Rock Legends at Desert Trip: Preview

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Desert Trip Mega-Concert-array2-1-1024x536Some are disparagingly calling it Oldchella, others the greatest assemblage of classic rock royalty since Woodstock. Its official title is Desert Trip and it’s taking place October 7-9 and 14-16 in Indio, California—where the annual Coachella Music & Arts Festival was launched in 1999—about 130 miles from L.A. or San Diego and 250 from Las Vegas.

The annual two-weekends-a-year Coachella has long been a springtime destination spot—call it a music-and-mating ritual—for a variety of mostly millennial rock and hip-hop fans, but this is something new. Put together by Paul Tollet and his Coachella people, Desert Trip extends the event’s model both in terms of demographics and in booking.

desert-trip2 weekendsYou get: The Rolling Stones and Bob Dylan on the Fridays, Paul McCartney and Neil Young (with Promise of the Real) on the Saturdays, and Roger Waters and The Who on Sundays. It sold out right off the bat, the face value of the three-day top-of-the-line “pit” tickets priced at $1,599. (Those now run about $5,500 on scalping—sorry, resale—sites; you can scoop up a G.A. weekend pass for around $470. Single-day tickets, G.A., start around $200.) The stars earn a big pile—some reports say $7 million a set—and you pay a big pile to see them. That’s the deal. (Seeing that the scalpers are getting triple face, it would seem the promoters underestimated the wherewithal and financial clout of their demo.) Re-sale tickets are available via TicketNetwork.

Whatever you think of it, it’s likely to be the first and last of its kind, six massively influential rockers together in one spot, even if it is over a three-day span: Dylan is 75, McCartney 74, Mick Jagger will turn 73 on July 26, Waters is 72, Pete Townshend is 71 and Neil Young is 70. They’re in their eighth decade. They’re old and most people going to the show will be old.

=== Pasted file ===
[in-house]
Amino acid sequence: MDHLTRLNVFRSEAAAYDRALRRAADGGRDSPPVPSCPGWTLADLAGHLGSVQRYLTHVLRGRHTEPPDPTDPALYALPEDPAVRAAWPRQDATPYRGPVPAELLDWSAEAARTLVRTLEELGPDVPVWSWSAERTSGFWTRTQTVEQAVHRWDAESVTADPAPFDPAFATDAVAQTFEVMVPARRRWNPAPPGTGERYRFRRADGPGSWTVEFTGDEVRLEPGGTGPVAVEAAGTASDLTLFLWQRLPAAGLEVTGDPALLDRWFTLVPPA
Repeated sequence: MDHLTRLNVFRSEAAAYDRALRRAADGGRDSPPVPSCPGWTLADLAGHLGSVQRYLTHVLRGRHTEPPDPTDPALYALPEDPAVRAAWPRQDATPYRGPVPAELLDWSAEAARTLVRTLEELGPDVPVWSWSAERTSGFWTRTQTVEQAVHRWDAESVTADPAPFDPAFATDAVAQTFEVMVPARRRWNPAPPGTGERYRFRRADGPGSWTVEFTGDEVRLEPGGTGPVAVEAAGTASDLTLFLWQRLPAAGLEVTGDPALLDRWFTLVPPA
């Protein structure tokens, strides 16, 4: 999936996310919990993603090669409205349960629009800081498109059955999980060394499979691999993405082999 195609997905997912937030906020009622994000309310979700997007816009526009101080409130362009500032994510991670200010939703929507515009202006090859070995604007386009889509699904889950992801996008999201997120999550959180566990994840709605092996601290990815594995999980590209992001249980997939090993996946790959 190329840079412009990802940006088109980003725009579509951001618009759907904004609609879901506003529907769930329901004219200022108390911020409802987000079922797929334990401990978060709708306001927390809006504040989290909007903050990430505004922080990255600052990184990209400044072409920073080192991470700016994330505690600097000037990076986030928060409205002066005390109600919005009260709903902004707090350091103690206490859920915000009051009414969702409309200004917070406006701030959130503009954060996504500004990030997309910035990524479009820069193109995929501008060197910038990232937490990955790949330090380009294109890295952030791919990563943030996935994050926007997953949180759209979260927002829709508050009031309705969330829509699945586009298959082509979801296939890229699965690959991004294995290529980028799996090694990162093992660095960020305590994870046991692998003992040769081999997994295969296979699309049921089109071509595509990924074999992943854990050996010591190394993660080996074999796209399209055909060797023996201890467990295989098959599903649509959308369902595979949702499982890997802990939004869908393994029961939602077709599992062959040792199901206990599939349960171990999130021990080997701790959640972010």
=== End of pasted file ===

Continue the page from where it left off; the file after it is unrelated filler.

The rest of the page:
To which I’d reply: What of it? Or, alternately, may all of us live so long … and prosper. What we’re learning is there’s no sell-by date for (certain) rock ’n’ rollers or rock fans, and that, like blues, folk and jazz musicians, these guys have earned the right to keep playing right up until they can’t or they decide it’s not worth the effort. Remember, folks, “Hope I die before I get old” was just a line in a song, the braggadocio of cocky youth.

The indignity! These people didn’t have the good grace to leave the planet at 27. I first interviewed Townshend in 1985 and he told me this about “My Generation”: “I played it but I didn’t sing it. I wouldn’t sing it. I look back at the man I was the night I wrote ‘My Generation’ with a sneer.’ I don’t sneer at the work, but I definitely sneer at the sentiments. I was a … hypocrite, really.”

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Of the acts playing Desert Trip: The Who are seemingly done writing or recording new music. The Stones and Waters make noises about doing it (the Stones, in fact, are reportedly working on a blues album); Dylan has become a Great American Songbook kind of guy (but may still have gas in the songwriting tank). Young will keep making new music until he drops. McCartney hasn’t abandoned his post-Beatles writing/collaborative pursuits.

Key questions to ponder approaching Desert Trip: